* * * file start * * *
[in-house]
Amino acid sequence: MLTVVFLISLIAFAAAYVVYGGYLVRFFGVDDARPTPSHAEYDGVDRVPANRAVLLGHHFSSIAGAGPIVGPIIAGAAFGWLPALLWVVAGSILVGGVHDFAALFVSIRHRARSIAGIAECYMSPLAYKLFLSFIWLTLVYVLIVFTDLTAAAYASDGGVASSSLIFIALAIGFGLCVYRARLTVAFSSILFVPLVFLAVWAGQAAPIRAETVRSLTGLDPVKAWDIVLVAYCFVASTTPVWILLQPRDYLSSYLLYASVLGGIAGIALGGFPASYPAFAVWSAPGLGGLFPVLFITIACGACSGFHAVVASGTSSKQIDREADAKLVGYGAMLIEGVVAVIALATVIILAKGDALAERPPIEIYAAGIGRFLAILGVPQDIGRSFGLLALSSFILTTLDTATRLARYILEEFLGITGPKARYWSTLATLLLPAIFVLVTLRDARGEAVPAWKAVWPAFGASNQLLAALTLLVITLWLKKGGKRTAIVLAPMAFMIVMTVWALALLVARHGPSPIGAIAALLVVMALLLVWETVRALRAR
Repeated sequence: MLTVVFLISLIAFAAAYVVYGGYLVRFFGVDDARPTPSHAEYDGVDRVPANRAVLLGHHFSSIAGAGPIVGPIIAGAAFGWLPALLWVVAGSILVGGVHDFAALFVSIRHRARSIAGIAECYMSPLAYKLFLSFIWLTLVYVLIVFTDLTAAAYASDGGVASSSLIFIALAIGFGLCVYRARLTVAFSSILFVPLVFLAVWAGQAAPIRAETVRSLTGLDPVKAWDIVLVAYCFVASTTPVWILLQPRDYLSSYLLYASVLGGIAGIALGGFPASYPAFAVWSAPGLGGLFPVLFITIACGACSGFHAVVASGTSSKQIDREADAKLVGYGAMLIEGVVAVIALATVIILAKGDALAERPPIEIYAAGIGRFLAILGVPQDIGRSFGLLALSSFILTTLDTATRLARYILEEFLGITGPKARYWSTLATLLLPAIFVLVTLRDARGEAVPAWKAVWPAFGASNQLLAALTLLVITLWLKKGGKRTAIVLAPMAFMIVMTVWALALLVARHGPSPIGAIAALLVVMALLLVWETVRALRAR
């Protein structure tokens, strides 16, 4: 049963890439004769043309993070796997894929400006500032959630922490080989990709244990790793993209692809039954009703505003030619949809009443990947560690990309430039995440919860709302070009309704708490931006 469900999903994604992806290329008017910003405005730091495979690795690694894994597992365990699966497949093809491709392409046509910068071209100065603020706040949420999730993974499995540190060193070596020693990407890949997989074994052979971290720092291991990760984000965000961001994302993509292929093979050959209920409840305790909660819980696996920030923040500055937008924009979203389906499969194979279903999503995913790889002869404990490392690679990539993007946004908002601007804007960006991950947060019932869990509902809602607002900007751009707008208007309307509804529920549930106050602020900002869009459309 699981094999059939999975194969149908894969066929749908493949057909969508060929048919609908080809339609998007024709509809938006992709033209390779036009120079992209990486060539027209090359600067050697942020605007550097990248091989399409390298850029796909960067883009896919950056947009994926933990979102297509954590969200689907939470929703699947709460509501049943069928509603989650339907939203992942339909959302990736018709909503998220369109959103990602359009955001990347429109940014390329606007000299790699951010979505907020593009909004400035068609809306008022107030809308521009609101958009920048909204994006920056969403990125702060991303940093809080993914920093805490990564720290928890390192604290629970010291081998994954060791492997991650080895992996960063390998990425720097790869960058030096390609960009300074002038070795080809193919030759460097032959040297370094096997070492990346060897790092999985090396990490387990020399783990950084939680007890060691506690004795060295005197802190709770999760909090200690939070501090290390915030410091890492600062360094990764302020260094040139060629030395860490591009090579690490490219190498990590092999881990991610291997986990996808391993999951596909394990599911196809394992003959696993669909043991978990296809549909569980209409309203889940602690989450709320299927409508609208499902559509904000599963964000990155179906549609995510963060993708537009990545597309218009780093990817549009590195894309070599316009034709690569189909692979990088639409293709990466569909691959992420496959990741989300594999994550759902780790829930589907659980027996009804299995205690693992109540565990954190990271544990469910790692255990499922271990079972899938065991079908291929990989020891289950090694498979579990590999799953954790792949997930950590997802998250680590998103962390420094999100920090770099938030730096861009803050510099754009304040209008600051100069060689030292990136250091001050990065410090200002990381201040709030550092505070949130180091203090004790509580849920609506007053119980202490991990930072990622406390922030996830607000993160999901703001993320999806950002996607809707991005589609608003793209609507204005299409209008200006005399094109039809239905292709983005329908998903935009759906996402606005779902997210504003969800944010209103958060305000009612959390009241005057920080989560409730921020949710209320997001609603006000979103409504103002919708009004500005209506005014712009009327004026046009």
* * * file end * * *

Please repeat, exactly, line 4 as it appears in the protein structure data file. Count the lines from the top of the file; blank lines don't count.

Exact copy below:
């Protein structure tokens, strides 16, 4: 049963890439004769043309993070796997894929400006500032959630922490080989990709244990790793993209692809039954009703505003030619949809009443990947560690990309430039995440919860709302070009309704708490931006 469900999903994604992806290329008017910003405005730091495979690795690694894994597992365990699966497949093809491709392409046509910068071209100065603020706040949420999730993974499995540190060193070596020693990407890949997989074994052979971290720092291991990760984000965000961001994302993509292929093979050959209920409840305790909660819980696996920030923040500055937008924009979203389906499969194979279903999503995913790889002869404990490392690679990539993007946004908002601007804007960006991950947060019932869990509902809602607002900007751009707008208007309307509804529920549930106050602020900002869009459309 699981094999059939999975194969149908894969066929749908493949057909969508060929048919609908080809339609998007024709509809938006992709033209390779036009120079992209990486060539027209090359600067050697942020605007550097990248091989399409390298850029796909960067883009896919950056947009994926933990979102297509954590969200689907939470929703699947709460509501049943069928509603989650339907939203992942339909959302990736018709909503998220369109959103990602359009955001990347429109940014390329606007000299790699951010979505907020593009909004400035068609809306008022107030809308521009609101958009920048909204994006920056969403990125702060991303940093809080993914920093805490990564720290928890390192604290629970010291081998994954060791492997991650080895992996960063390998990425720097790869960058030096390609960009300074002038070795080809193919030759460097032959040297370094096997070492990346060897790092999985090396990490387990020399783990950084939680007890060691506690004795060295005197802190709770999760909090200690939070501090290390915030410091890492600062360094990764302020260094040139060629030395860490591009090579690490490219190498990590092999881990991610291997986990996808391993999951596909394990599911196809394992003959696993669909043991978990296809549909569980209409309203889940602690989450709320299927409508609208499902559509904000599963964000990155179906549609995510963060993708537009990545597309218009780093990817549009590195894309070599316009034709690569189909692979990088639409293709990466569909691959992420496959990741989300594999994550759902780790829930589907659980027996009804299995205690693992109540565990954190990271544990469910790692255990499922271990079972899938065991079908291929990989020891289950090694498979579990590999799953954790792949997930950590997802998250680590998103962390420094999100920090770099938030730096861009803050510099754009304040209008600051100069060689030292990136250091001050990065410090200002990381201040709030550092505070949130180091203090004790509580849920609506007053119980202490991990930072990622406390922030996830607000993160999901703001993320999806950002996607809707991005589609608003793209609507204005299409209008200006005399094109039809239905292709983005329908998903935009759906996402606005779902997210504003969800944010209103958060305000009612959390009241005057920080989560409730921020949710209320997001609603006000979103409504103002919708009004500005209506005014712009009327004026046009």